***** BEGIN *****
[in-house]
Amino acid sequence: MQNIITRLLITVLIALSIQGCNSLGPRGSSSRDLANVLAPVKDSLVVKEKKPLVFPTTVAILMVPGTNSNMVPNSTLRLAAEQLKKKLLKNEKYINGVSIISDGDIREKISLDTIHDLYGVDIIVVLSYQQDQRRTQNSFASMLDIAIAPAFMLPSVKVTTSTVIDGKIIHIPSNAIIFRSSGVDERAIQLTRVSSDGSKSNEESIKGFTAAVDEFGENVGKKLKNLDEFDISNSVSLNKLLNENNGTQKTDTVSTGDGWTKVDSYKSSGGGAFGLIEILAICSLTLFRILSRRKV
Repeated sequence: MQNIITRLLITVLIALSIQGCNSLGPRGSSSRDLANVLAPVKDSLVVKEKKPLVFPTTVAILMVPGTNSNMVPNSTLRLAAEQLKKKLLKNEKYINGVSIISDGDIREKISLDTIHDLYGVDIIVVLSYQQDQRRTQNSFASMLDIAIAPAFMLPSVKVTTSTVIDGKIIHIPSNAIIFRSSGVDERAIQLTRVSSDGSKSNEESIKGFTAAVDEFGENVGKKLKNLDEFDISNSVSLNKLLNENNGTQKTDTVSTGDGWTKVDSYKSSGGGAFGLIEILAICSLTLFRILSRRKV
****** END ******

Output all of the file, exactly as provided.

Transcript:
[in-house]
Amino acid sequence: MQNIITRLLITVLIALSIQGCNSLGPRGSSSRDLANVLAPVKDSLVVKEKKPLVFPTTVAILMVPGTNSNMVPNSTLRLAAEQLKKKLLKNEKYINGVSIISDGDIREKISLDTIHDLYGVDIIVVLSYQQDQRRTQNSFASMLDIAIAPAFMLPSVKVTTSTVIDGKIIHIPSNAIIFRSSGVDERAIQLTRVSSDGSKSNEESIKGFTAAVDEFGENVGKKLKNLDEFDISNSVSLNKLLNENNGTQKTDTVSTGDGWTKVDSYKSSGGGAFGLIEILAICSLTLFRILSRRKV
Repeated sequence: MQNIITRLLITVLIALSIQGCNSLGPRGSSSRDLANVLAPVKDSLVVKEKKPLVFPTTVAILMVPGTNSNMVPNSTLRLAAEQLKKKLLKNEKYINGVSIISDGDIREKISLDTIHDLYGVDIIVVLSYQQDQRRTQNSFASMLDIAIAPAFMLPSVKVTTSTVIDGKIIHIPSNAIIFRSSGVDERAIQLTRVSSDGSKSNEESIKGFTAAVDEFGENVGKKLKNLDEFDISNSVSLNKLLNENNGTQKTDTVSTGDGWTKVDSYKSSGGGAFGLIEILAICSLTLFRILSRRKV